An independent small press poetry review

NHI independent review
4b Tremayne Close
UK ISBN 1 900152 99 1

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This page last updated: 11th December 2007.

	And being born  what a trauma that was!
	I can recall not a moment
	but death, the end of appearance,
	is definitely getting cylindrical
	like one of those rods in nuclear power plants.
	I don't think I'll turn into a bird.
	Not yet.

Feeling jaded? Fed up with reading technically competent, but ultimately dull poems? Then try a dose of Dean Young's READY-MADE BOUQUET. Young takes us at breakneck speed into both the metaphysical craziness of the universe and the wonderful silliness of everyday life. Often the two are indistinguishable. Young celebrates the absurd with infectious exuberance as in NOT IN ANY HA HA WAY:

	I went to the grocery store
	and pressed my ear against the butter
	and it cried out and I pressed my ear
	against the paper towels and they cried out
	but of what I cannot tell. All was
	as one jellied equation that ended
	with the symbol for oblivion although
	it could have been a mistake,
	something half-erased.
Of course, there is a darker side to all this. We are reminded continually of the transience of our identity in a shifting universe. Cruelty and suffering are part of the way we go about our business. From the same poem:
	...You are not the first
	to ask me to describe this darkness,
	it is the job I've never wanted but
	am always overqualified for, being
	too zealous and confused just as scientists,
	after introducing electrodes into the monkeys'
	diencephalons, still don't know if life
	is suffering therefore beautiful or
	life is beautiful therefore we must suffer.
Young has something in common with pre-WW II Surrealists. I was reminded especially of the British poet, Philip O'Connor, the author of hilarious, yet lyrical poems, such as CAPTAIN BUSBY. And it goes without saying that he works in the tradition created by the original New York school of poets. Everything, no matter how seemingly trivial or irrelevant, is grist for Young's poetic mill. Colloquisms are embraced. From ACTION FIGURING:
	Maybe this is a guy thing but I find
	pizza almost completely sustaining [...]
	In the last three days, I have rented 8 videos,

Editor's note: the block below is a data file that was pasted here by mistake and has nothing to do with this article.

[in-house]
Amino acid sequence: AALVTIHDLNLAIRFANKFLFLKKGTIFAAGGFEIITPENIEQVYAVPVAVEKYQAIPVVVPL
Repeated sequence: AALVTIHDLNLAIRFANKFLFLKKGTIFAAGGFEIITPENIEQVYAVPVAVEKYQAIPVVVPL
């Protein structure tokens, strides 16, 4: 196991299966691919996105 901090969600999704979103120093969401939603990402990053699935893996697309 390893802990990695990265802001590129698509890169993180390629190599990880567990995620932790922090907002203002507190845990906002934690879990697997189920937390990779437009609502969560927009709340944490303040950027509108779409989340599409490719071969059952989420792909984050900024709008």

have seen explode: helicopters, satellites,
	a bridge, flesh-eating puppets, heads,
	hands, the White House, unclassifiable
	weaponry, flora and fauna of distant worlds
	and still within me some fuse burns on.
	Love is not everything yet without it
	one explosion is much like any other.
What I also like about Young's work is it's honesty and insightfulness, all delivered in his usual uproarious style. From SUNFLOWER, which is a kind of self-portrait:
	He can't resign himself to losing the patent
	on masturbation. On the other side
	of the back of his head hangs his face
	which he puts strawberries into.
	He dreads strawberries because their mouth
	is bigger than his. He dreads his wife
	because he loves her. His strong opinions
	re. capital punishment, arts education,
	the numen dissolve in water,
	the universal solvent that falls from clouds,
	clouds that were HIS idea.
I have quoted Young at some length. Without doing so, it is difficult to show how his poetry works by adding image to image to continually surprise and puncture our expectations. No one would normally think in this way, and yet Young, through his superb imagination and lyrical gifts, has the power to make us believe him. The images, though often absurd, seem inevitable and real.

Perhaps the main weakness of Young's poetry is that its very unpredictability can become predictable. If you try to digest too much in one sitting, it can start to read like formulaic writing. It would be good to see Young develop in new directions, in the way, that, say Ashbery did in the 60s and 70s.

Another weakness is that occasionally the images, at least for me, simply do not work. He stretches credibility too far in HE SAID TURN HERE:

	and once when his kitchen was on fire in Maine
	and he was asleep, the lake came and bit his hand
However hard I try, I just cannot see a lake biting a hand. In most of the poems, I believe him, but here I don't.

Yet all in all, Dean Young's poetry is impossible to resist. This beautifully produced book from Stride is well worth its price.

To let Young have the last word, I'll leave you with these lines from WIND OFF A RIVER:

	Let us be clear about how little time is left,
	what the avalanche requires of us.
	Being drawn into the mouth of some eight-legged thing is quiet.
	The center of the sun is quiet.
	The last year of my friend's marriage,
	although one of them didn't know it [...]
	The paws of our great source
	touch us in our sleep.

reviewer: Ian Seed.